Kevin Bowley

(Penn State, Dept. of Meteorology and Atmospheric Science, Assistant Teaching Professor)

Interpreting rapid increases of zonal available potential energy from a synoptic-scale perspective.

What Meteo Colloquium Graduate UG Homepage
When Aug 29, 2018
from 03:30 pm to 04:30 pm
Where John Cahir Auditorium 112 Walker Building
Contact Name David Stensrud
Contact email
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Kevin Bowley 2018 

Available potential energy (APE), a measure of the energy available for conversion to kinetic energy, has been previously applied to examine changes in baroclinic instability and seasonal changes in the general circulation. Here, pathways in which the troposphere can build the reservoir of zonal available potential energy (AZ) on synoptic (3–10 day) time scales are explored. A climatology of AZ and its generation (GZ) and conversion terms are calculated from the National Centers for Environmental Prediction–Department of Energy Reanalysis 2 dataset from 1979 to 2011 for 20°–85°N. Increases in GZ and reductions in baroclinic conversion (CA), source and sink terms for AZ, are shown to equally contribute toward increasing AZ in most seasons.  An examination of winter buildup periods in particular find that a diabatic enhancement of the meridional temperature gradient in the North Pacific jet exit region is a key factor toward increasing AZ.  One such pathway toward achieving this enhancement is anticyclonic wave breaking.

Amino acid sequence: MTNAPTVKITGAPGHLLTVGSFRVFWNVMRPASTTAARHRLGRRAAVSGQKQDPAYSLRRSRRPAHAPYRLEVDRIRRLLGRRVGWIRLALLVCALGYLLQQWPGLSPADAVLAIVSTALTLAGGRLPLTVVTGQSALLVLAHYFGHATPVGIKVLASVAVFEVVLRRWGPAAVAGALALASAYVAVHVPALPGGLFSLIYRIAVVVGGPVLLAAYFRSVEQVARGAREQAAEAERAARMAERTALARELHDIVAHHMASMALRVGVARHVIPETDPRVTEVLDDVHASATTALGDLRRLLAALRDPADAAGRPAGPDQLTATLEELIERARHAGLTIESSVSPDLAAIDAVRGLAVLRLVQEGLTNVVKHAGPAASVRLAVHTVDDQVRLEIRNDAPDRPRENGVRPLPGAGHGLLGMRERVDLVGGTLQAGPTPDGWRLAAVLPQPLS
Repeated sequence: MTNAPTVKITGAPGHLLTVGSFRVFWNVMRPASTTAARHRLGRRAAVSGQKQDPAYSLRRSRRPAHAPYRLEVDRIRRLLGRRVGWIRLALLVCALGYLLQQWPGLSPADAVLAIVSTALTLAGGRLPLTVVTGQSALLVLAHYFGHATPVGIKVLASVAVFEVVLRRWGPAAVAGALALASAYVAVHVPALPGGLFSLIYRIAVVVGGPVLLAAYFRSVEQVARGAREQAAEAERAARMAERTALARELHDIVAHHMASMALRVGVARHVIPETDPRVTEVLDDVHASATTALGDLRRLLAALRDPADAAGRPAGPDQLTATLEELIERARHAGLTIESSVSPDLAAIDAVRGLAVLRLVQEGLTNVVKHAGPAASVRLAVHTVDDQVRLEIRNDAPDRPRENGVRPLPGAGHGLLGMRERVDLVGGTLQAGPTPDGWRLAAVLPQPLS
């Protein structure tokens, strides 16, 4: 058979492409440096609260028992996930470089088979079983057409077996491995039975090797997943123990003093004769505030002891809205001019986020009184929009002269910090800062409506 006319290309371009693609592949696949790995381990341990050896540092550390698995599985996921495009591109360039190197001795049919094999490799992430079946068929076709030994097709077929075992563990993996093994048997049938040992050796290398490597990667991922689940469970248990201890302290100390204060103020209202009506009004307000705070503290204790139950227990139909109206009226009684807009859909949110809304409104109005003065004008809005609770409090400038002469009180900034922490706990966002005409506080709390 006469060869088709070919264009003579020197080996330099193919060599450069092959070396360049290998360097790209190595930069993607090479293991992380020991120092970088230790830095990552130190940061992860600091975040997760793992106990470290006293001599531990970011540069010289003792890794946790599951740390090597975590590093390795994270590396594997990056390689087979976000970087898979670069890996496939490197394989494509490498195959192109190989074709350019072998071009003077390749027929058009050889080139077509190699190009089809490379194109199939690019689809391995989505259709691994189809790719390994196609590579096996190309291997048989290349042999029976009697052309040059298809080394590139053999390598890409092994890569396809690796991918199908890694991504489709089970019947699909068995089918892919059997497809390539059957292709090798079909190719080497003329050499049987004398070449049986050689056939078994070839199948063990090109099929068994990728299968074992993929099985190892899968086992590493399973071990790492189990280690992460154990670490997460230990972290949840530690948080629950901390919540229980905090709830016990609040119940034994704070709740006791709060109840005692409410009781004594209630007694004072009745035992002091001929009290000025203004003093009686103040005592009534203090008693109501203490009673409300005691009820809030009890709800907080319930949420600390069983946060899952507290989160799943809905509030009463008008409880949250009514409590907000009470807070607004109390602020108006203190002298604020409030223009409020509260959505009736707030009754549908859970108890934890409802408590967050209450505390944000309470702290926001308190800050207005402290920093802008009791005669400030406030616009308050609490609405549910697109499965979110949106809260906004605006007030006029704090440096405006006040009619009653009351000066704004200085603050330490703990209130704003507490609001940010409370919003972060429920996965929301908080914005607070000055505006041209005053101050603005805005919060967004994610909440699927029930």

To explore this further, an examination of a climatology of anticyclonic and cyclonic wave breaking (AWB and CWB, respectively) is performed for AZ buildups.  Widespread positive anomalies in AWB and negative anomalies in CWB are found for most AZ buildup periods and are attributed to a poleward-deflected jet.  Less frequent west-east dipoles in wave breaking anomalies are attributed to elongated and contracted jet streams over the North Atlantic and North Pacific basins. Finally, a rigorous analysis of long-duration AWB events for winter AZ buildup periods to an anomalously high AZ state are examined using a quasi-Lagrangian grid shifting technique. These results suggest the critical role of North Pacific AWB events in diabatically enhancing the North Pacific jet exit region (and increasing Northern Hemisphere AZ) through latent heating equatorward of the jet and radiative and evaporative cooling poleward of the jet.